We follow three marine biology graduate students as they join the scientific crew aboard the research ship New Horizon and explore the effects of plastic pollution on marine life. Their target, the Great Pacific Garbage Patch, is located in the North Pacific Central Gyre. Ocean gyres are created by patterns of currents that allow floating debris to accumulate. One woman studies the “rafting community,” creatures that attach themselves to other marine life or floating debris. She found that plastic pieces as small as a pencil eraser could harbor thousands of microscopic life forms, while large pieces of plastic often were covered by barnacles, crabs, and fish eggs. Putting tons of plastic debris “rafts” into the ocean could alter the relative number of creatures in the ocean. Another student looked at the consumption of plastic by marine life and found that almost 10 percent of the fish they examined had ingested plastic. Given that marine phytoplankton (the first link in the ocean food chain) supply between half to two thirds of the earth’s oxygen, that fish feed three billion people worldwide, and that the fishing industry drives the income of 10 percent of the world’s population (p.27), disruptions in this elaborate web of life are of serious consequence. The main goal of this book is to raise awareness of an already significant and growing problem. Suggested actions that individuals, as well as groups like school classes, can take to make a difference and help educate others are offered. Explanatory photo captions, source notes, a glossary, book and web resources, and an index all serve to enhance the value and usability of this book. Appropriate for any school or classroom library as a resource for ecology, marine science or community action lessons. Reviewer: Paula McMillen, Ph.D. (Children’s Literature).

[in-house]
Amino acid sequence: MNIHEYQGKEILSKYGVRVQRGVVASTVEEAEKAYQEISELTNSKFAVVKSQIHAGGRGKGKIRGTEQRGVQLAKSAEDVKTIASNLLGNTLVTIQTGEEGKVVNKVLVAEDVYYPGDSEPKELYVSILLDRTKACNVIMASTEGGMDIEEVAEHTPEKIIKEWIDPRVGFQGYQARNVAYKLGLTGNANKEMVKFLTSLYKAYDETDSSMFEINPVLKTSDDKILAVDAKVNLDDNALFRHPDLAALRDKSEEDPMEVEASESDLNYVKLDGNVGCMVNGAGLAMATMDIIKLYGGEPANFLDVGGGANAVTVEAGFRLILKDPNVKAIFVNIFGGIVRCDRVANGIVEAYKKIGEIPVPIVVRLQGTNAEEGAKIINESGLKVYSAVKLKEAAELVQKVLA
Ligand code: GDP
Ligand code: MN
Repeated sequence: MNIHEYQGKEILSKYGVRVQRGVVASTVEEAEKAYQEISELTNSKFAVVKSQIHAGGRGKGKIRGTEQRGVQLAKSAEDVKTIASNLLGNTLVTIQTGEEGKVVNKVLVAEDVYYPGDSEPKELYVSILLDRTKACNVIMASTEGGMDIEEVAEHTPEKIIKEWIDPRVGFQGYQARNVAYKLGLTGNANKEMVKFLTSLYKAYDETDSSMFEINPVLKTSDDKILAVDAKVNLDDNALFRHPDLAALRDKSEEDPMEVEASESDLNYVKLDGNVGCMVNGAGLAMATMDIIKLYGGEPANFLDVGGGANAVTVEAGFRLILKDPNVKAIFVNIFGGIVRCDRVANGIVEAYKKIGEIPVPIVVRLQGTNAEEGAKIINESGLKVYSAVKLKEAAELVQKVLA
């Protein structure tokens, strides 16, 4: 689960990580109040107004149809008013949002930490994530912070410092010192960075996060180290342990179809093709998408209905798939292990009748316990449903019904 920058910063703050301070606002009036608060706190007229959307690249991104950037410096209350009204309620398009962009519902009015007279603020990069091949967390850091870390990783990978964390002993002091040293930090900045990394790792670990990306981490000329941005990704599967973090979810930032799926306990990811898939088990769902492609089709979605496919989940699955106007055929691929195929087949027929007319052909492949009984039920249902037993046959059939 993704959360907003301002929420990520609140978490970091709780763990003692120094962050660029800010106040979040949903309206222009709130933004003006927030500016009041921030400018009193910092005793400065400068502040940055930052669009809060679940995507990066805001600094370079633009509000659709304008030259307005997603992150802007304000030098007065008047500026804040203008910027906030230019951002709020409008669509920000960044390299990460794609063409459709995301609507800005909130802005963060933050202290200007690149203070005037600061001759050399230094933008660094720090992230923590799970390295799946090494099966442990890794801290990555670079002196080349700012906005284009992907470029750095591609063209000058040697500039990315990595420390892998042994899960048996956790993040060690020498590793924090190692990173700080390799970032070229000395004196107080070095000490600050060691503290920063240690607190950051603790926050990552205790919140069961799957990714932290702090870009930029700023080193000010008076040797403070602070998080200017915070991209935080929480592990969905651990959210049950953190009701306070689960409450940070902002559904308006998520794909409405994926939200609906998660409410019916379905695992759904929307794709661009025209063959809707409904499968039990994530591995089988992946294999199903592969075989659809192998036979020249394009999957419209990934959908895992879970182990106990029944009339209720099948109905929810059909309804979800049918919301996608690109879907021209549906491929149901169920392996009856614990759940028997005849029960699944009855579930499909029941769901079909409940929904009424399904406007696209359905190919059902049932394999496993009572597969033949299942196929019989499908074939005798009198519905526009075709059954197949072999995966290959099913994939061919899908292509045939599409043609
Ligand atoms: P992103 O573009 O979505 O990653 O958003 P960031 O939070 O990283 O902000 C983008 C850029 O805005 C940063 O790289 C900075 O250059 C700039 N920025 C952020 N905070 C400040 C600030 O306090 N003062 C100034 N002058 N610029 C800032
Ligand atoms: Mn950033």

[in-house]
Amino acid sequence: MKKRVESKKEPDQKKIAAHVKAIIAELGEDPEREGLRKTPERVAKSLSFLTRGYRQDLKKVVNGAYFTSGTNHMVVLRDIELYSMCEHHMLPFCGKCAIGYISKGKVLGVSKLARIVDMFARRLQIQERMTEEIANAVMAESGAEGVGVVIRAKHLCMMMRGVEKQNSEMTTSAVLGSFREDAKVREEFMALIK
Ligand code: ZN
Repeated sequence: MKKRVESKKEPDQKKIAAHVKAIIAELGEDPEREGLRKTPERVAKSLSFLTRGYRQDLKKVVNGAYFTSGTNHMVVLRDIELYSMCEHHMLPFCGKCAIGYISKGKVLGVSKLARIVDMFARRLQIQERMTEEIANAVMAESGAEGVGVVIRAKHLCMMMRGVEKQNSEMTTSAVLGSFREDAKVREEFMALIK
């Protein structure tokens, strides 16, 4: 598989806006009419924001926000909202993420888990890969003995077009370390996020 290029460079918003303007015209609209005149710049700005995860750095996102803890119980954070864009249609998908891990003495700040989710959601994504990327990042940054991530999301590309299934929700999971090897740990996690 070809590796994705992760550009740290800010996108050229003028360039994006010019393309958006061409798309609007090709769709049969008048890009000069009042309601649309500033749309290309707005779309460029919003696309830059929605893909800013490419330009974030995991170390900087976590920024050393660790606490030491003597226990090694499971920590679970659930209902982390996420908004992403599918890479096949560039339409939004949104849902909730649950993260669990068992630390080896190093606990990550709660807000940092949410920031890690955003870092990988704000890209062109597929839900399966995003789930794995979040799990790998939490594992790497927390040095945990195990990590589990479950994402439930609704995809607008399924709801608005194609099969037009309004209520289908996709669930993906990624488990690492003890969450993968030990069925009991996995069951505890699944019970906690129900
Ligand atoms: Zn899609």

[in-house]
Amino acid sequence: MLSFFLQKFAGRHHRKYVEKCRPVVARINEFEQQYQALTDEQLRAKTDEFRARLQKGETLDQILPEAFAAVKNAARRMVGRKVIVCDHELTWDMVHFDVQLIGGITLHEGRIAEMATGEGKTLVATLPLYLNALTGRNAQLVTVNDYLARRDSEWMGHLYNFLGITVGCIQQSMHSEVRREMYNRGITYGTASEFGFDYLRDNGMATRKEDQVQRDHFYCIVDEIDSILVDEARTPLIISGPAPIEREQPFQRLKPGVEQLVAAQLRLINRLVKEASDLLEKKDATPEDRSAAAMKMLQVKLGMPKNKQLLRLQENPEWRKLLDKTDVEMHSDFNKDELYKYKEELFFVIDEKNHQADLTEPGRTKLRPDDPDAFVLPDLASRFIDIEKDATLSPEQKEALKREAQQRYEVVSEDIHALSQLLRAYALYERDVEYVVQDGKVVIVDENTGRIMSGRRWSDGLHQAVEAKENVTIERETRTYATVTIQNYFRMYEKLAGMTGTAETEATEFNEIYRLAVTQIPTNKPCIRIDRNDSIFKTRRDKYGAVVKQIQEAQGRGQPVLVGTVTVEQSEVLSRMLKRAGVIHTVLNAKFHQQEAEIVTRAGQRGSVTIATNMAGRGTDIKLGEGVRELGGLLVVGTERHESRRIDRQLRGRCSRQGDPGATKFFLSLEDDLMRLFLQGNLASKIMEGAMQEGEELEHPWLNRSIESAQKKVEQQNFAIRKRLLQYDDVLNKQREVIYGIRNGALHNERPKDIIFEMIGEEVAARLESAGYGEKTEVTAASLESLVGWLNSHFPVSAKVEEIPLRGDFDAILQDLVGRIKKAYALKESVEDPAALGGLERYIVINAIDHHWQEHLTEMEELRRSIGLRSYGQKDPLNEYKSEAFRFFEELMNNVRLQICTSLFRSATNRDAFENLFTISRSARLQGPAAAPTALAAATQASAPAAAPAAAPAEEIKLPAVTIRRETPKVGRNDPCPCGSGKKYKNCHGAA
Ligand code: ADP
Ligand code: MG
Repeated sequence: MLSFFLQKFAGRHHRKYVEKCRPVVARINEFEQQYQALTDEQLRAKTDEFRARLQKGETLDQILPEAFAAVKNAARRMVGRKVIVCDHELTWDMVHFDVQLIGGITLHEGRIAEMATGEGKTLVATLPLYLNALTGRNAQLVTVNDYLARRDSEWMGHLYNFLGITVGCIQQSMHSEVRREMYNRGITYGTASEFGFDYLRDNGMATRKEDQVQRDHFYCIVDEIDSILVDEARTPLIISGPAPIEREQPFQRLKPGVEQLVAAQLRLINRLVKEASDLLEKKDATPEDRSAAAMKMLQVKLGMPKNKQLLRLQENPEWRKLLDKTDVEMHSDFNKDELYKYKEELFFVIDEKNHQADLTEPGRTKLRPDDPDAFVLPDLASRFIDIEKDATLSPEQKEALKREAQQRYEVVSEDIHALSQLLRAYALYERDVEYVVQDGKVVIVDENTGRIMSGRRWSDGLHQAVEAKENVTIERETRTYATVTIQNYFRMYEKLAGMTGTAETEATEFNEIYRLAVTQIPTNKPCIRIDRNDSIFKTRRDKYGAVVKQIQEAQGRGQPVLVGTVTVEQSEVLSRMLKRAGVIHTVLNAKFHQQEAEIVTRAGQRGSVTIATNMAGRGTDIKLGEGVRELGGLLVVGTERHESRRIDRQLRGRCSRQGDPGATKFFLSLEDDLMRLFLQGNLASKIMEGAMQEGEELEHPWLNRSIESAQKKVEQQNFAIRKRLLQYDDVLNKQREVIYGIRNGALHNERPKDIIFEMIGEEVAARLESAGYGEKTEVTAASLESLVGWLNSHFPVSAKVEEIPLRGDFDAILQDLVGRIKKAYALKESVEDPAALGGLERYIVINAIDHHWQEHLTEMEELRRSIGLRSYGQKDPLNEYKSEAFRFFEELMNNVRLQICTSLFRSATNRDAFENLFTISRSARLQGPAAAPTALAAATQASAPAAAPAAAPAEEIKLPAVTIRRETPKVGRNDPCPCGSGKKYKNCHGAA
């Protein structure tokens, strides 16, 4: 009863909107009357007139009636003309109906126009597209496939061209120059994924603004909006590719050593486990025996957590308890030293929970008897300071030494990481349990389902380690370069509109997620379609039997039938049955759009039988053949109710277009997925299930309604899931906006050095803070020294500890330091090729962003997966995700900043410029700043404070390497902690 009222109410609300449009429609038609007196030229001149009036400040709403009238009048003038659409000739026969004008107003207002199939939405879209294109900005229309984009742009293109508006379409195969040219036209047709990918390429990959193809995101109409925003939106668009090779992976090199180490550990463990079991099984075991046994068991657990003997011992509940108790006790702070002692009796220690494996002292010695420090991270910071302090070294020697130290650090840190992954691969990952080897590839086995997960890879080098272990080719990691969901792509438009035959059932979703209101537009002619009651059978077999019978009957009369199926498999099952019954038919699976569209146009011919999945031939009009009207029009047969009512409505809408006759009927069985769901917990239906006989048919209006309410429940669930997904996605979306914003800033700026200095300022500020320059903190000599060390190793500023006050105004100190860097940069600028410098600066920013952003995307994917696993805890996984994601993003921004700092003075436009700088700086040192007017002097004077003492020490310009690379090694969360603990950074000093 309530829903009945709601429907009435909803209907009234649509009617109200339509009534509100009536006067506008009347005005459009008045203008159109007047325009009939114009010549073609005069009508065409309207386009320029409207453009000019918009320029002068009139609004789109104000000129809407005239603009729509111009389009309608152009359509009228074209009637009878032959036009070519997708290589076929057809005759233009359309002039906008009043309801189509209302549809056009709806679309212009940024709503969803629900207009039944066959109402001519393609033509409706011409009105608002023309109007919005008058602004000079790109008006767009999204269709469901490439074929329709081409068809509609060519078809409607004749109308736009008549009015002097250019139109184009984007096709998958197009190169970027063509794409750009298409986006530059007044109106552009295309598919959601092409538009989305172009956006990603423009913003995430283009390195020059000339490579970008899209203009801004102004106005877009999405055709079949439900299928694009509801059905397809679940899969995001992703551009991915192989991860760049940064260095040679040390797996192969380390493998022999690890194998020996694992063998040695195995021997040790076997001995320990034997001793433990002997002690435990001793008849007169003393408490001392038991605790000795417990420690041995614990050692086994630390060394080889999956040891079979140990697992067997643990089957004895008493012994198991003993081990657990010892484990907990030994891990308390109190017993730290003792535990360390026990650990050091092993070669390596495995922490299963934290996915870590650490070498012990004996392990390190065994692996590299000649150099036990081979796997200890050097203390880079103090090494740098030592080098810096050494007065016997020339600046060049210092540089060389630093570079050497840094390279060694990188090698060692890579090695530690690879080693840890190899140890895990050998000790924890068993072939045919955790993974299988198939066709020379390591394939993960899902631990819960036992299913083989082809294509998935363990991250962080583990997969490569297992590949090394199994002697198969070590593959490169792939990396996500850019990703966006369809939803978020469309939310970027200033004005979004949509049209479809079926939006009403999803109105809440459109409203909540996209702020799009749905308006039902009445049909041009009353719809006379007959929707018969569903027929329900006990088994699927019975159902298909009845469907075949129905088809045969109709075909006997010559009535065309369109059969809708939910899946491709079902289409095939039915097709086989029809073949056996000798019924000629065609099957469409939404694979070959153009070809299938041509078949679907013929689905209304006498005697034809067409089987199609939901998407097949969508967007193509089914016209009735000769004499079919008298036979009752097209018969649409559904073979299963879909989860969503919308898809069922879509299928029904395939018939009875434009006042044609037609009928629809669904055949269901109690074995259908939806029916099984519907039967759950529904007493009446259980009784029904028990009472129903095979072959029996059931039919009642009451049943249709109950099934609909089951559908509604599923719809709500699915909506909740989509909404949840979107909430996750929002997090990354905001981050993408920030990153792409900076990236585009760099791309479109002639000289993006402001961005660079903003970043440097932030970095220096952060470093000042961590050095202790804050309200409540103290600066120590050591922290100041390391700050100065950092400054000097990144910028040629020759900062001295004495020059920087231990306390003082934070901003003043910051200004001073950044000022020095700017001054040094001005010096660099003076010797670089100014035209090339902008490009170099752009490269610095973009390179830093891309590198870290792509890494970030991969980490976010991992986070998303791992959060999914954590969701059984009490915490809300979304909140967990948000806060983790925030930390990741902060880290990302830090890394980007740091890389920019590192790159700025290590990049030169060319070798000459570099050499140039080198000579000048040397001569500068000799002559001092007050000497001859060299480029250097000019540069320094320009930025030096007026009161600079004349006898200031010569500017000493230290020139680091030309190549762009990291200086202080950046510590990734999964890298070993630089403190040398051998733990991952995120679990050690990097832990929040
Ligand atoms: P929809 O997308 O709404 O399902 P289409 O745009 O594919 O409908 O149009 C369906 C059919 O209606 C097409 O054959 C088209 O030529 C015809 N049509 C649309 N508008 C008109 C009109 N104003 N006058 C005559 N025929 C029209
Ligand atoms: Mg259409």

Nugget on the Flight Deck
Illustrated by Aaron Zenz
Excitement builds as Nugget, a brand-new aviator, learns his way around an aircraft carrier and makes his maiden voyage on a “bird.” Readers learn many slang words such as “bird,” which means aircraft. Lively illustrations and clever design make this a visually appealing book, and one that children will learn from as well as enjoy reading. Nugget begins his journey aboard a carrier on a very blue sea. He learns his way around the carrier as he picks up the gear he needs to fly. Nugget’s plane receives fuel in the air and engages in a practice dogfight. When the day’s exercises are over, he lands the aircraft safely aboard the carrier as a very yellow sun is setting. Nugget has had an eventful day and so have readers, who have shared this journey with him. Although there is a lot of unfamiliar terminology, kid friendly definitions and diagrams are given in sidebars with the text. This title, which is an excellent choice for would be aviators, communicates the excitement and adventure of a very exacting profession. The aviator’s alphabet, facts about carriers, and places to go for additional information are included at the back of the book. Reviewer: Jeanne K. Pettenati, J.D. (Children’s Literature).
Patricia Newman’s author visit presentations empower kids to use their communication skills to become stewards of our environment. Each multi-media session engages students with demonstrations, volunteer opportunities, humor, and a sense of purpose. Newman helps kids understand how passion—in her case for the environment—can be the springboard for writing and revision.
A day-long author visit depends on the school’s needs, but usually includes two assemblies, a writers’ workshop, and a book signing. Presentations run from 45-60 minutes. Newman typically speaks to students in grades K-8, but is happy to meet with parents for evening programs as well.
To learn more about Patricia Newman and her publications please visit www.patriciamnewman.com.